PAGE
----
A park for everyone, built by everyone. That is the foundational vision driving the creation of Dorothea Dix Park in downtown Raleigh. A place where play and adventure are as large as you can imagine, where lush meadow stretches as far as the eye can see, and where history is taught, rather than forgotten.

“Dorothea Dix Park will have something for everyone. Quiet space? Check. Something for everyone to do and to be? Check. But all set in this lush and beautiful setting that we are privileged to have in our city,” said Sean Malone, President & CEO, Dorothea Dix Park Conservancy. “Along with the City of Raleigh, we [the Conservancy] are asking the community to expand their minds when they think of what a park is – because the opportunity we have here to build something so unique and true to our region is very exciting and it will be so much more than anyone can imagine.”

In July 2015, the City of Raleigh purchased the Dorothea Dix property from the State of North Carolina for $52 million. The purchase included the 308-acre site and 85 buildings, which total approximately 1.2 million square feet of building space. In July 2017, the City hired Michael Van Valkenburgh Associates to lead a master plan process, in partnership with the community, to develop a plan to guide the park’s future development. After 22 months of planning and significant community engagement and input, the Raleigh City Council voted unanimously to approve the Dorothea Dix Park Master Plan. Shortly after, staff began developing an implementation plan for Phase 1, which will include features like a gateway plaza and children’s adventure play area, enhancement of the Rocky Branch creek area, a land bridge over Western Boulevard, the restoration of historic buildings, cemetery enhancements, and more.

Many destination parks and public spaces in America rely on public-private partnerships to make them vibrant and successful. The effort to create Dorothea Dix Park is a best-practice public-private partnership between the City of Raleigh and Dorothea Dix Park Conservancy. The City of Raleigh owns and operates Dorothea Dix Park. The Conservancy is a 501(c)(3) nonprofit that supports the City in its efforts, serves as its philanthropic partner, and helps ensure the creation and long-term success of Dorothea Dix Park.

Ensuring a community voice was the major driver in the creation of the Master Plan for the City of Raleigh. Over 65,000 area residents participated in one of the most comprehensive and thorough outreach and engagement efforts in the City’s history during the Master Plan outreach and engagement, according to Grayson Maughan, Parks Planner for the City of Raleigh.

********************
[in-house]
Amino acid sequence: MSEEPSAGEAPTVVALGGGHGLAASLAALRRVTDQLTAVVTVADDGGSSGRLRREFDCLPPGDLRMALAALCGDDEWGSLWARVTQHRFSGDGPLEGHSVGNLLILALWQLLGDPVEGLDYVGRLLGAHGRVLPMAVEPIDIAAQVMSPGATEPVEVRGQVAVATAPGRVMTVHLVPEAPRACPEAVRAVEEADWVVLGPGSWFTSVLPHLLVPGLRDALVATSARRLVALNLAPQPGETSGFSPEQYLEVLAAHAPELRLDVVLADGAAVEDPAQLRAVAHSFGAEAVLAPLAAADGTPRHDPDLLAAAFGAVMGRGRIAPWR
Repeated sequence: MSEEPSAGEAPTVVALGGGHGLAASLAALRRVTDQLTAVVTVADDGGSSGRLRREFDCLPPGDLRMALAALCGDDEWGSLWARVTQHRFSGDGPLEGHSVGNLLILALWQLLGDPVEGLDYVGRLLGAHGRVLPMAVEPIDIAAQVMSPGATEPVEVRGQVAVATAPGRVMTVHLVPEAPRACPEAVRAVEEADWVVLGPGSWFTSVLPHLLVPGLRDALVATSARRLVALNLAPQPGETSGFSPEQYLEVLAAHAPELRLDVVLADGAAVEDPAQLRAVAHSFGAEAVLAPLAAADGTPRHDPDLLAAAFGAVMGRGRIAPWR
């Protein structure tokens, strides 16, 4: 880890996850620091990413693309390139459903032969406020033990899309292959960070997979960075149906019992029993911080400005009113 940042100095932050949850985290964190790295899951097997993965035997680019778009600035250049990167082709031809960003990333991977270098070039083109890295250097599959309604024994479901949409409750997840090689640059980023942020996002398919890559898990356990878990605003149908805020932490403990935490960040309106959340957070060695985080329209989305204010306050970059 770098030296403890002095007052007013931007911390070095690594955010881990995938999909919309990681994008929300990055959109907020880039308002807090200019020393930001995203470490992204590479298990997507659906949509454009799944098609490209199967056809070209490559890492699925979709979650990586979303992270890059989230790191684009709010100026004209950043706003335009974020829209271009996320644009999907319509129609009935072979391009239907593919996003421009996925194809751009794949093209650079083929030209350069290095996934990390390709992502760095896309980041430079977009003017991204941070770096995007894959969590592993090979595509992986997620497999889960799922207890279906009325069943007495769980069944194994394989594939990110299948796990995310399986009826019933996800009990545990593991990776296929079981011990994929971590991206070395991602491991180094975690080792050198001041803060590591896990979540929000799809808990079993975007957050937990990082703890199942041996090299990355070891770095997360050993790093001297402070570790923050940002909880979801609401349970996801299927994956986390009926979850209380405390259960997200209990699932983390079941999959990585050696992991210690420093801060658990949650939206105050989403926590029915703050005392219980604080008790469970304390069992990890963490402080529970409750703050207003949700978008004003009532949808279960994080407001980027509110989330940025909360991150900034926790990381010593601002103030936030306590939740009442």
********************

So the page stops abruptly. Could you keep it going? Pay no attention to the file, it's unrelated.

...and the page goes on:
“We are very humbled by residents’ dedication and enthusiasm for the park,” Maughan said. “So many individuals and local organizations have participated, volunteered and contributed as part of this process and its success. This truly will be a vision come to life by our community.”

During a recent trip with local leaders to visit a similar park in Tulsa, Oklahoma, Lori O’Keefe, President and CEO of Triangle Community Foundation, was struck by the commitment of the Dix Conservancy Board and team to ensure this park truly embodies what our community is. “Great lengths are being taken to guarantee that Dix Park represents the landscape, the culture, and the people within our community,” she said. “Because so many of our donors and nonprofit leaders are investing in this work and connected to the park, we are really excited to participate in its progress.” she said.

The initial planning-period fundraising goal for Dix Park was exceeded, and to date the Conservancy has raised $12.5 million, with growing momentum. More than 87 major gifts have been received, and 663 grassroots donors, making up the large majority of donors to the efforts, have shown their commitment to the region, and this destination park in Raleigh. Triangle Community Foundation Fundholder and Dorothea Dix Park Conservancy Board Chair Jim Goodmon is enthusiastic about the partnerships that have been formed to get this massive project underway.

“When you get into a large project like this, the best way to ensure that it’s successful is to create a public-private partnership so that you can add philanthropic dollars to the city’s investment,” Goodmon said. “We’ve formed some really great relationships at every level on this project, and our goal [at the Conservancy] is to help the city make this happen over the long-term. We’re excited to carry the torch, and hope others will join us as we see this through.”